News of Chinese officials signaling a crackdown on Bitcoin mining continues to ripple through China’s crypto world. Officials in Sichuan province will hold a meeting to decide whether they will increase crypto mining regulation. Meanwhile, crypto exchanges are closing off Chinese users from some of their services. One exchange, Binance, translated some website pages from simplified to traditional Chinese, a writing system unfamiliar to most mainland Chinese. A Chinese government official said that China’s digital yuan could one day be plugged into the Ethereum blockchain.

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The world of blockchain moves fast, and nowhere does it move faster than China. Here’s what you need to know about China’s block-world in the week of May 26-June 1.

Crypto mining 

China’s crypto mining industry is anxiously waiting to see how local officials will carry out a crackdown on bitcoin mining ordered by a State Council committee meeting on May 21 led by Vice Premier Liu He. 

  • Government officials in Sichuan province will hold a meeting on June 2 to examine the effect of mining on the region’s hydroelectricity consumption before making any regulatory moves. (The Block)
  • Prices of Bitmain’s newest crypto mining rig, the Antminer S19, have dropped 30% from their previous high of $12,000. The supply of mining rigs on Alibaba’s second-hand marketplace has increased. (Wu Blockchain)
  • Meanwhile, a May 29 story about a crypto mining facility in the UK that was busted for illegally tapping into the national grid has gone viral on China’s Twitter-like Weibo. The related hashtag has been viewed 210 million times as of the time of writing.
  • Despite power outages and the announcement of a mining crackdown, China still accounted for 70% of the global Bitcoin hashrate, said crypto research firm Elliptic. Hashrate is a measure of the computing power on the bitcoin network. (Sina Finance, in Chinese) This topic has been viewed over 1 million times on Weibo. 

READ MORE: INSIGHTS | A turning point for China crypto?

No more high-leverage crypto trading? 

Crypto trading platforms continue to cut off service to Chinese users following the State Council’s announcement on a mining crackdown, particularly from derivatives trading like perpetual contracts. 

  • Chinese state news agency Xinhua published an article criticizing high-leverage crypto futures trading on May 29. It said those contracts gave investors the illusion of hedging risks, but can “cause people to lose their life’s savings” in a volatile market. (Xinhua)
  • Binance changed all simplified Chinese language on its website related to perpetual contracts and leverage to traditional Chinese, Chinese journalist Colin Wu reported on May 31. Mainland Chinese primarily use simplified Chinese, while people in Hong Kong and Taiwan use traditional Chinese. Most simplified users can read traditional. (Wu Blockchain Twitter)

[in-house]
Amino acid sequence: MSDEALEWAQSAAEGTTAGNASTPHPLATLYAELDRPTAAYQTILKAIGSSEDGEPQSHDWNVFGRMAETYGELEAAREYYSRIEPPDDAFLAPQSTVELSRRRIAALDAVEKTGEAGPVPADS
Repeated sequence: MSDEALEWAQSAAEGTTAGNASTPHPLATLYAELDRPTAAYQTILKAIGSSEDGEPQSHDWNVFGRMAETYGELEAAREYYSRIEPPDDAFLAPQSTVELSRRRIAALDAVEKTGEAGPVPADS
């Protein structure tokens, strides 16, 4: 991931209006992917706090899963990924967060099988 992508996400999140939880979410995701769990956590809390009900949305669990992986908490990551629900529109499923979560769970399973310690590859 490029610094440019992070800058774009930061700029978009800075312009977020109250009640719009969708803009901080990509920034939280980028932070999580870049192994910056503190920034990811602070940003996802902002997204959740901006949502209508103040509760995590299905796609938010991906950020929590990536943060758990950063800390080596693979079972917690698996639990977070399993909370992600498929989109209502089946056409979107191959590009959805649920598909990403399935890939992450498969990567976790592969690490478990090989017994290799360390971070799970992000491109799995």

• Bitmart will suspend perpetual contracts trading for mainland users starting June 3, the crypto exchange said on May 31. Perpetual contracts are a type of derivative trade that have no expiration date. (Wu Blockchain Twitter)
  • MXC, another Chinese crypto exchange popular for altcoin trading, will suspend margin trading and futures for new users from some regions. Wu said this will include China. (Wu Blockchain Twitter)

READ MORE: Crypto mining armageddon? Blockheads

Digital yuan on blockchain

Yao Qian, Director of the Science and Technology Regulatory Bureau of the China Securities Regulatory Commission said at a late May speech that China’s digital currency could run on blockchain networks like Ethereum, which would enable better financial inclusion. 

Before 2018, Yao was involved in the Digital Currency Electronic Payment (DCEP), the project under which the digital yuan is developed, while it was still in its early stages, when he worked at the People’s Bank of China.

“We can imagine that if digital dollars and digital yen run directly on blockchain networks such as Ethereum and Diem, then central banks can use their BaaS [blockchain as a service] services to directly provide users with central bank digital currencies without the need for intermediaries. Layered operations can enable the central bank’s digital currency to better benefit groups without bank accounts and achieve financial inclusion.”

—Yao Qian, Director of the Science and Technology Regulatory Bureau of the China Securities Regulatory Commission

Yao also said that the central bank’s motivation for working on the digital yuan is not to monitor people’s financial activities, adding that popular third-party digital payments apps such as Alipay and WeChat pay already “make all transactions transparent in real-time.” DCEP is the central bank’s attempt to keep up with the pace of digitalization, Yao said. (Sina Finance)

Eliza Gkritsi

Eliza was TechNode's blockchain and fintech reporter until July 2021, when she moved to CoinDesk to cover crypto in Asia. Get in touch with her via email or Twitter.